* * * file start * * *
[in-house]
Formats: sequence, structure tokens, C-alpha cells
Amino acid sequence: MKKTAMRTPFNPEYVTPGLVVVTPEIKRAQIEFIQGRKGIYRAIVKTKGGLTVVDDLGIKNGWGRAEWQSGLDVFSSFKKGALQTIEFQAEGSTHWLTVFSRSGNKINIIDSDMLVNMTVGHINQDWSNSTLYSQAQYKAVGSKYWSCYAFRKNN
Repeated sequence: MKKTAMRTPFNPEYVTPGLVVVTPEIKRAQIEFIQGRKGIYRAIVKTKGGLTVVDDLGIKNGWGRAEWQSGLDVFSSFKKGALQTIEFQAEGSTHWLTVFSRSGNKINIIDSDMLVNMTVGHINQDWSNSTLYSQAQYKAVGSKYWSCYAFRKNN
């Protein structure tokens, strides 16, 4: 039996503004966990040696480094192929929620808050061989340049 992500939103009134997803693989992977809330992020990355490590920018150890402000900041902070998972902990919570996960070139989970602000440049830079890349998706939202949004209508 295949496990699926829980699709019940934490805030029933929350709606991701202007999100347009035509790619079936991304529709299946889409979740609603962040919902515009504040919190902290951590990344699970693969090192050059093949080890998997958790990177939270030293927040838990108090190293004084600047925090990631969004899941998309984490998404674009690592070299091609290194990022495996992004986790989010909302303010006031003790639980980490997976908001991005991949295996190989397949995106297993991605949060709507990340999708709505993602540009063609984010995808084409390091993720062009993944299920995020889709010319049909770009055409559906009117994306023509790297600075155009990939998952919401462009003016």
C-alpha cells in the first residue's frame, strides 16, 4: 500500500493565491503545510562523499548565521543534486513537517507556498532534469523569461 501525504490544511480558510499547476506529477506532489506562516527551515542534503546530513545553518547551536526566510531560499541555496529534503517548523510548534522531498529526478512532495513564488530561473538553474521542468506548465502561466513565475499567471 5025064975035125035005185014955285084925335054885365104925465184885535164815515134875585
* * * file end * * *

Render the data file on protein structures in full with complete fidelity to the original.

[in-house]
Formats: sequence, structure tokens, C-alpha cells
Amino acid sequence: MKKTAMRTPFNPEYVTPGLVVVTPEIKRAQIEFIQGRKGIYRAIVKTKGGLTVVDDLGIKNGWGRAEWQSGLDVFSSFKKGALQTIEFQAEGSTHWLTVFSRSGNKINIIDSDMLVNMTVGHINQDWSNSTLYSQAQYKAVGSKYWSCYAFRKNN
Repeated sequence: MKKTAMRTPFNPEYVTPGLVVVTPEIKRAQIEFIQGRKGIYRAIVKTKGGLTVVDDLGIKNGWGRAEWQSGLDVFSSFKKGALQTIEFQAEGSTHWLTVFSRSGNKINIIDSDMLVNMTVGHINQDWSNSTLYSQAQYKAVGSKYWSCYAFRKNN
């Protein structure tokens, strides 16, 4: 039996503004966990040696480094192929929620808050061989340049 992500939103009134997803693989992977809330992020990355490590920018150890402000900041902070998972902990919570996960070139989970602000440049830079890349998706939202949004209508 295949496990699926829980699709019940934490805030029933929350709606991701202007999100347009035509790619079936991304529709299946889409979740609603962040919902515009504040919190902290951590990344699970693969090192050059093949080890998997958790990177939270030293927040838990108090190293004084600047925090990631969004899941998309984490998404674009690592070299091609290194990022495996992004986790989010909302303010006031003790639980980490997976908001991005991949295996190989397949995106297993991605949060709507990340999708709505993602540009063609984010995808084409390091993720062009993944299920995020889709010319049909770009055409559906009117994306023509790297600075155009990939998952919401462009003016």
C-alpha cells in the first residue's frame, strides 16, 4: 500500500493565491503545510562523499548565521543534486513537517507556498532534469523569461 501525504490544511480558510499547476506529477506532489506562516527551515542534503546530513545553518547551536526566510531560499541555496529534503517548523510548534522531498529526478512532495513564488530561473538553474521542468506548465502561466513565475499567471 5025064975035125035005185014955285084925335054885365104925465184885535164815515134875585